International day focuses on AIDS’ impact on women

As students hurried through the Vari Hall rotunda on March 8 – International Women’s Day – they were met with a haunting sight: figures wearing white masks and T-shirts which read "HIV-positive" standing together in a silent vigil.

Right: Spreading awareness about AIDS

HIV/AIDs is a faceless disease that doesn’t  discriminate. It affects males and females, adults and children. Of 40 million people infected with the HIV virus, more than half are women, which is why organizers chose to focus on AIDS for International Women’s Day at York.

In Vari Hall, event volunteers handed out literature and invited students passing through to don a mask and T-shirt to show their support. "The most important thing we’re trying to do today is get information out about this disease," said volunteer Azzi Momen, a psychology student. "If we make students aware, then they can start to do their part and spread the word."

This year, International Women’s Day celebrated its 30th anniversary. However, this was York’s first year getting involved in the event, after a class of students decided that it was about time someone spread the word to the York community. Students from Lisa Rosenberg’s Violence Against Women course spent months organizing the event. "We were always talking about it, but we decided that we needed to actually do something," said fourth-year sociology student Michelle Vandyk.

"We want to make the York community aware that these are issues that are important to women everywhere," said Rosenberg, hoping that International Women’s Day will become an annual event at York.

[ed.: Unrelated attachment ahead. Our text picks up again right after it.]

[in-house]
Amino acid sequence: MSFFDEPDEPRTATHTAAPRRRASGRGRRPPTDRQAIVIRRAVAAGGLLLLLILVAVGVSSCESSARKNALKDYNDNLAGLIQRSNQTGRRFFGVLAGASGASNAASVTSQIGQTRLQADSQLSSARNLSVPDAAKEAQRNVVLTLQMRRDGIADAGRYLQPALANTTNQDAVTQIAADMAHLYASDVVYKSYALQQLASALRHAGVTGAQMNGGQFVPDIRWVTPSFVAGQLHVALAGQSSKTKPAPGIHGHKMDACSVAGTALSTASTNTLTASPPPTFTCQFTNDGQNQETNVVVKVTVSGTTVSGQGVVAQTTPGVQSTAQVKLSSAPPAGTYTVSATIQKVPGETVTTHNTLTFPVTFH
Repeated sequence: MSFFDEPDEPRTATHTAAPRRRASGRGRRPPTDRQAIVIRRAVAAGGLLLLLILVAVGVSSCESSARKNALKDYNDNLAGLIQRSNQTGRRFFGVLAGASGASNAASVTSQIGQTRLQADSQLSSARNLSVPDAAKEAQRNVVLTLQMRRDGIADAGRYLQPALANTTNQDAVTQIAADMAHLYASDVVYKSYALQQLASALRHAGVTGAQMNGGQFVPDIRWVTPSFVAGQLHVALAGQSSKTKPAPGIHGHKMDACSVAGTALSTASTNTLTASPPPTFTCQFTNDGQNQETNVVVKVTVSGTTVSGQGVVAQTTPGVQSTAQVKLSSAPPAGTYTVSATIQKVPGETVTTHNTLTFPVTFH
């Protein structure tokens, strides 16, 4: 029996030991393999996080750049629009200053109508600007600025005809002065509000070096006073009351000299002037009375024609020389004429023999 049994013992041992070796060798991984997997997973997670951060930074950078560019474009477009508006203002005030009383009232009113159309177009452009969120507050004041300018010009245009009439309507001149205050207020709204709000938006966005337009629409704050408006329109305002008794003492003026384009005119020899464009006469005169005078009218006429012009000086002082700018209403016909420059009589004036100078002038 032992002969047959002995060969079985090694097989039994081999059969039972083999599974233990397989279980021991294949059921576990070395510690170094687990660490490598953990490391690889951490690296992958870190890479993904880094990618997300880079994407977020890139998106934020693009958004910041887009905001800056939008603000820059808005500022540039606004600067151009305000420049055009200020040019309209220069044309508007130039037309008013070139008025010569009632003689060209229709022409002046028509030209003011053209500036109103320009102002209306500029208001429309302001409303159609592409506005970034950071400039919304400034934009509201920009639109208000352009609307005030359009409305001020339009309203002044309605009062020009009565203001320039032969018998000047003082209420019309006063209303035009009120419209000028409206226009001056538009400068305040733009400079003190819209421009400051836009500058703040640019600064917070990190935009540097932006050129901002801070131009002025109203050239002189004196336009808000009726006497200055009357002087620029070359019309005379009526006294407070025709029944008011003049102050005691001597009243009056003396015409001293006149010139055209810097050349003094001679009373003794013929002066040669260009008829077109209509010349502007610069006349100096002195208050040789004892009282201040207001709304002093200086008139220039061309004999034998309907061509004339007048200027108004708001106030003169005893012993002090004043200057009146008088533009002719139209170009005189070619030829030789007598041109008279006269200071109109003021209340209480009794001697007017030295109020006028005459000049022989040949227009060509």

Left: Clockwise from top left, Chanel Ramai, Prof. Lisa Rosenberg, Michelle Vandyk and Chanelle Watkins, volunteers with SAVAW

In Vari Hall, members of Students Against Violence Against Women (SAVAW) were also handing out literature. One in four women in Canada are in an abusive relationship, and SAVAW wanted to raise awareness about this growing problem.

"Today, women even came up to me and asked ‘I’m in an abusive relationship; what should I do?’," said Rosenberg.

SAVAW volunteers were also selling bookmarks, raffle tickets and buttons, and accepting donations for the December 6 Foundation. The charity provides women with interest-free loans to overcome financial barriers that might prevent them from leaving abusive relationships. In three days, they raised over $800.

Story and photos by Bethany Hansraj, a student assistant in York’s Marketing & Communications Division